Doctors have been alerted to a rare but sometimes deadly auto-immune condition among children that could be linked to Covid-19.
Chief Medical Officer Dr Tony Holohan revealed yesterday that seven children in Ireland have been examined for potential signs of the illness since the coronavirus spread.
Children can have symptoms similar to a rare condition called Kawasaki disease, which causes blood vessels throughout the body to swell, leading to extreme pain.
He said the EU watchdog, the European Centre for Disease Control, has issued a rapid alert asking member states to make doctors aware of the multi- system inflammatory syndrome in children.
"There have been 230 suspected cases in Europe and two deaths," Dr Holohan said.
New York has been badly hit, with 85 cases, and a number of confirmed and suspected deaths.
Doctors here should have a high index of suspicion as part of their assessment of a child with potential symptoms.
Dr Holohan was speaking after the Cabinet gave the go-head for the first stage of easing restrictions from Monday.
There were 16 deaths from the virus yesterday, bringing the total to 1,518; 129 people were diagnosed with the virus, making 23,956 cases of infection here so far.
Asked if he believed people would be tempted to stretch the rules as the first easing of the lockdown was rolled out, Dr Holohan warned against inviting groups of friends and neighbours to a barbecue in the garden.
The relaxation of rules allows for a group of up to four who are not from the same household to meet, but it must be outdoors and last a short time and everyone must physically distance.
"We all know the Irish weather. It can rain or get chilly and then everyone goes indoors," Dr Holohan said.
Everyone still has to follow the 5km limit for travel from their home, which includes discretionary activities such as sport.
People were also warned that loosening restrictions will also increase the risk of the spread of the disease.
"This is not risk-free," Dr Holohan said.
He repeated the advice that people can wear face coverings in shops or on public transport, but it is essential that they continue to maintain physical distancing and wash their hands.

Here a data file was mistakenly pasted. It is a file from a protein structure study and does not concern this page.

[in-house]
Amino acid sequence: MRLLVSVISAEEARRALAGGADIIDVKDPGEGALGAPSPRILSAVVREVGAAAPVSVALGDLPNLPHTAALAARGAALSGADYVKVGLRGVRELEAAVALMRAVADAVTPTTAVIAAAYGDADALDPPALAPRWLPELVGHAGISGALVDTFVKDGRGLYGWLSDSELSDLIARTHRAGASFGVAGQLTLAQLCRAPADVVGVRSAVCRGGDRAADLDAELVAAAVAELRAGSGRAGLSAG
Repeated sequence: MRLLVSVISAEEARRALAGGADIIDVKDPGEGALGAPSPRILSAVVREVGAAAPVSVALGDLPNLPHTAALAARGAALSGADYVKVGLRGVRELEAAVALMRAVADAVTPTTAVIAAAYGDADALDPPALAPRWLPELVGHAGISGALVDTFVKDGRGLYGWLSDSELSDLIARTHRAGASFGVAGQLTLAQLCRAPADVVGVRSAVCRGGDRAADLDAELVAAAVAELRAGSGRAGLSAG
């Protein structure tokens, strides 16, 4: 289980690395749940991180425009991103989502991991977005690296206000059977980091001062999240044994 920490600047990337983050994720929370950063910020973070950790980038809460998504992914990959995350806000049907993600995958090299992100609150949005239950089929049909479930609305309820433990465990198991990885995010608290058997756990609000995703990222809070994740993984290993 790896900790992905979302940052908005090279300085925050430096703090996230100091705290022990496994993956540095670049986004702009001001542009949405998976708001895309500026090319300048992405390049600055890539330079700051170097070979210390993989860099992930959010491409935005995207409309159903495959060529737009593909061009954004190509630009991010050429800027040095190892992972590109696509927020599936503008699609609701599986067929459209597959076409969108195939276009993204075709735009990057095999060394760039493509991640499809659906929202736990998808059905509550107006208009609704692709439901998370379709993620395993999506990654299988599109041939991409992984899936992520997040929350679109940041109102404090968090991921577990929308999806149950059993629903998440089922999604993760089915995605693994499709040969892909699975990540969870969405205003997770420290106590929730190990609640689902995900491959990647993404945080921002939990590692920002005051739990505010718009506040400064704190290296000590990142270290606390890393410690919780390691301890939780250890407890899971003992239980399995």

Advice issued by the Department of Health states that whether a DIY homemade version or a purchased mask, they need to be washed daily.
People should also not wear disposable gloves instead of washing their hands.
"Disposable gloves work in medical settings. They are not as effective in daily life," said Dr Holohan.
"If you sneeze or cough into the glove, it creates a new surface for the virus to live on."
He signalled that the Nat- ional Public Health Emergency Team (Nphet) has been discussing the impact of the virus on children's activities, and it is likely there will be a recommendation on this area later in the summer.
However, schools will not return for this academic year.
Earlier yesterday, it emerged that the Mater Hospital is under investigation for an alleged delay in reporting 244 cases of the coronavirus among health staff.
These date back to mid-March but only came to the notice of the Department of Health on Wednesday.
However, the Mater said yesterday it has reported all cases of Covid-19 positive results to the authorities on a daily basis and followed up on all contacts.
The information is fed into a central computer in the HSE, and the investigation is also examining if a fault happened at that point of the process.
At all times the Mater Hospital provided the information the HSE required.
Health Minister Simon Harris said: "It is absolutely clear there is a legal requirement to disclose."